Finding books that appeal to reluctant readers can be difficult. Exciting, engaging book series can be especially helpful for students who may not otherwise love reading; by following the same characters or story arc they enjoy from book to book, they are more likely to stay engaged with the series and want to read more. The following are a few series that can help get your child excited about reading.   -            Magic Shop   – Kate Egan  Mike, a fourth grader who spends too much time in the principal’s office, wants to find something he can be good at. At The White Rabbit, the local magic store, Mike learns that anything can be possible with a little magic! This four book series is recommended for grades 3-5.   -            The Incorrigible Children of Ashton Place   – Maryrose Wood  The Incorrigibles are no ordinary children – but Miss Penelope Lumley is no ordinary governess. While she thought she would be teaching them about Latin verbs or the right way to use a globe, she first has to help these wild children overcome their canine tendencies. This six book series is recommended for grades 4-8.   -            You Wouldn’t Want To Be series   This non-fiction book series puts kids in the middle of different periods of world history. With interesting information they might not learn at school, engaging graphics, and a serious sense of humor, this series makes history – and reading – fun for kids in grades 3-5.   -            Skylanders eight book series  – Onk Beakman  If your child loves playing Skylanders on their console of choice, the book series can encourage them to put down their controllers and open up a book instead. With the same characters from the games appearing in the books, Skylanders fans will be engaged with this 8-book series appropriate for ages 8 and up.   -            Diary of a Wimpy Kid   – Jeff Kinney  This bestselling series for 4th – 8th graders celebrates the highs – and lows – of Greg’s middle school career. With a writing style that combines hilarious, comic-style illustration with story lines that will keep kids laughing out loud, Diary of a Wimpy Kid books are a great choice for reluctant readers.

Finding books that appeal to reluctant readers can be difficult. Exciting, engaging book series can be especially helpful for students who may not otherwise love reading; by following the same characters or story arc they enjoy from book to book, they are more likely to stay engaged with the series and want to read more. The following are a few series that can help get your child excited about reading.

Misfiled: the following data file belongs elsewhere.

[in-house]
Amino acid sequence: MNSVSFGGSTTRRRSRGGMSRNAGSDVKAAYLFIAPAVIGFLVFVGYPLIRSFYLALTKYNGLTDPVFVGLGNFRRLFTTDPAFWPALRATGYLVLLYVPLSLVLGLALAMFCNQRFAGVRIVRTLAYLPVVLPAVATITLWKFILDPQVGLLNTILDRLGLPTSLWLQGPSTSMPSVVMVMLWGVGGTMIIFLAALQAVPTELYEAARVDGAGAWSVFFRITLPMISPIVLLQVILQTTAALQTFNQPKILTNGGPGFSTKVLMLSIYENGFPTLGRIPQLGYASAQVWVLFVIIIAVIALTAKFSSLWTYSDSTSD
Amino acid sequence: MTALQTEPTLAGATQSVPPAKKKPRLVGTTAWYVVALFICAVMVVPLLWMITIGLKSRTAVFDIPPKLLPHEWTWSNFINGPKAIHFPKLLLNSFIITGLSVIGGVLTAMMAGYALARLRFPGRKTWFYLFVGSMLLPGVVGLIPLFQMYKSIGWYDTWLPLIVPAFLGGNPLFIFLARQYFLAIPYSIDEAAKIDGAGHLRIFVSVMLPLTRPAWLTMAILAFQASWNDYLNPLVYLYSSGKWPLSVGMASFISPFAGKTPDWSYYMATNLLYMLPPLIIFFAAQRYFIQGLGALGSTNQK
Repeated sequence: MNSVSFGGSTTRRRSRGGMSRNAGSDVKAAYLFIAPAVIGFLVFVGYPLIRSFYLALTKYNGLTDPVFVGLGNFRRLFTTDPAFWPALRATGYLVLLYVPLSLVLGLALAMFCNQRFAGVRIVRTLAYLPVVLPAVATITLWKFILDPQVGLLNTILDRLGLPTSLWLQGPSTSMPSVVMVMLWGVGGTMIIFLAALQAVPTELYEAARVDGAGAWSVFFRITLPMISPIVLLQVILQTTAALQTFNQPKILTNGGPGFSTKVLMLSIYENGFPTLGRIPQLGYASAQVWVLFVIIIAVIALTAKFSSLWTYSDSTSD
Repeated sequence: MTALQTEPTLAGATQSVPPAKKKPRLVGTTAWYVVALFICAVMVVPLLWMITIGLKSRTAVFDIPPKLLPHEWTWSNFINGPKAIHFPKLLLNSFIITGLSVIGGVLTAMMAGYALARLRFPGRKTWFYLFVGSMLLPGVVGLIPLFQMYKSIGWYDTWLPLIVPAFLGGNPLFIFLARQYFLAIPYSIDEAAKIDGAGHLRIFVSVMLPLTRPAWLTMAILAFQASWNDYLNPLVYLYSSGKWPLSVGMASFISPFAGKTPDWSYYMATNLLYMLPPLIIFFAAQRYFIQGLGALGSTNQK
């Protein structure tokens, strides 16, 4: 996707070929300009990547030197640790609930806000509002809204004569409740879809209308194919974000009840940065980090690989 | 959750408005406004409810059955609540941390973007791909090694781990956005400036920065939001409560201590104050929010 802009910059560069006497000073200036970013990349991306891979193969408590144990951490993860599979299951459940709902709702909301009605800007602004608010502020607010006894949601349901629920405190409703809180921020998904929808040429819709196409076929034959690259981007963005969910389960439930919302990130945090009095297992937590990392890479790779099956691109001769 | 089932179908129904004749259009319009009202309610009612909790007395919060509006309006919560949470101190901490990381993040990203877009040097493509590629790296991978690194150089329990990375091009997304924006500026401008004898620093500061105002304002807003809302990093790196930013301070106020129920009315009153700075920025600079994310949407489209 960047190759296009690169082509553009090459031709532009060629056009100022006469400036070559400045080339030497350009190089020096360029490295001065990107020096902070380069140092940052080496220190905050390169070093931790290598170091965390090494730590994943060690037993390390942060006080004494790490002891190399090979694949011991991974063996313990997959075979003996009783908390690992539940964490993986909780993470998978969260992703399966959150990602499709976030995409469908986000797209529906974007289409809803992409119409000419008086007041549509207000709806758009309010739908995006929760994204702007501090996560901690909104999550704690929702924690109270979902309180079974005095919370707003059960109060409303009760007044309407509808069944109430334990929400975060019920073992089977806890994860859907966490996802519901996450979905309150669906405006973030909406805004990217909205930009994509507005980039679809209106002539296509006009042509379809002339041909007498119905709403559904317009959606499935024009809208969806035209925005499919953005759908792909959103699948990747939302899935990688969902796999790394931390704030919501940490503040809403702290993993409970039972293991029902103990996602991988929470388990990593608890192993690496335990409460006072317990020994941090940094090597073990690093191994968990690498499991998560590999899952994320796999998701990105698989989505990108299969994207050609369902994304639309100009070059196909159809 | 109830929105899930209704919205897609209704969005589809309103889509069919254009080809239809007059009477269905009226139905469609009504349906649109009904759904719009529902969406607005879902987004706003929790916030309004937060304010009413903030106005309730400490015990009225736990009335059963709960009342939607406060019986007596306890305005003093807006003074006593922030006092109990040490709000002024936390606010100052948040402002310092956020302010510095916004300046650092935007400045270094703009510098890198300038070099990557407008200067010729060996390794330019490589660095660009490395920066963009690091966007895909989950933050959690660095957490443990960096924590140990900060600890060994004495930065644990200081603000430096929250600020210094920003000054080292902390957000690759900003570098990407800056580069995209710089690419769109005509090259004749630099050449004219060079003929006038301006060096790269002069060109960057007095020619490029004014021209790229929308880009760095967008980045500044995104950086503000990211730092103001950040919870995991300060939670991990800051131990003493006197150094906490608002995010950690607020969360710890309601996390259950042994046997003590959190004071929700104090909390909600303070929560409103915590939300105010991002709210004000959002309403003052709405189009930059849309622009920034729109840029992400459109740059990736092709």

-          Magic Shop  – Kate Egan

Mike, a fourth grader who spends too much time in the principal’s office, wants to find something he can be good at. At The White Rabbit, the local magic store, Mike learns that anything can be possible with a little magic! This four book series is recommended for grades 3-5.

-          The Incorrigible Children of Ashton Place  – Maryrose Wood

The Incorrigibles are no ordinary children – but Miss Penelope Lumley is no ordinary governess. While she thought she would be teaching them about Latin verbs or the right way to use a globe, she first has to help these wild children overcome their canine tendencies. This six book series is recommended for grades 4-8.

-          You Wouldn’t Want To Be series

This non-fiction book series puts kids in the middle of different periods of world history. With interesting information they might not learn at school, engaging graphics, and a serious sense of humor, this series makes history – and reading – fun for kids in grades 3-5.

-          Skylanders eight book series – Onk Beakman

If your child loves playing Skylanders on their console of choice, the book series can encourage them to put down their controllers and open up a book instead. With the same characters from the games appearing in the books, Skylanders fans will be engaged with this 8-book series appropriate for ages 8 and up.

-          Diary of a Wimpy Kid  – Jeff Kinney

This bestselling series for 4th – 8th graders celebrates the highs – and lows – of Greg’s middle school career. With a writing style that combines hilarious, comic-style illustration with story lines that will keep kids laughing out loud, Diary of a Wimpy Kid books are a great choice for reluctant readers.

Ways to help your child choose a career path

 “What do you want to be when you grow up?”  From preschool on, children are asked this question time and time again. However, it isn’t until age 11 or 12 that kids become self-aware enough to begin seriously considering potential career paths.  While it can be tempting for parents to attempt to steer their children towards a specific career, it is important to act as a supportive yet impartial sounding board as children and teens explore potential jobs. The following are a number of ways that parents can help their children explore and choose the right career path.   1.    Help your child discover their strengths – and weaknesses   Have your child think about the things they are good at, both in and out of school. Likewise, encourage children, older teens especially, to take aptitude tests such as Meyers-Briggs or Strengths Finder 2.0; these tests can help them identify both their strengths and weaknesses, which can be helpful when discussing potential career paths.   2.    Expose them to a wide variety of experiences   Thinking about the nearly-infinite number of job opportunities and careers today can be overwhelming to many children. To help narrow down their choices and help them find what they are truly interested in, expose them to a wide variety of experiences. Whether through travel, volunteering, museums, the arts, and more, exposing them to a wide variety of subjects can help them begin to explore their interests.   3.    Equip your child with work and life skills   Choosing a career path is about more than just finding the perfect job. Help your child be ready for college – and beyond – by equipping them with work and life skills. Start at home by giving kids specific roles and responsibilities such as chores, helping younger siblings, or cooking meals a few nights each week. Likewise, encourage them to find a part-time job either after school or over the summer to begin learning how to manage a work schedule – as well as their own earnings.    4.    Be patient and encouraging    Finding a career path can be a long, frustrating experience for both parents and children. Try to be patient and encouraging as kids and teens explore their interests and experiment with different careers. According to the National Center for Education Statistics, most college students will change their major at least three times; parents can support their teens during these times of transition as they attempt to find the perfect career path.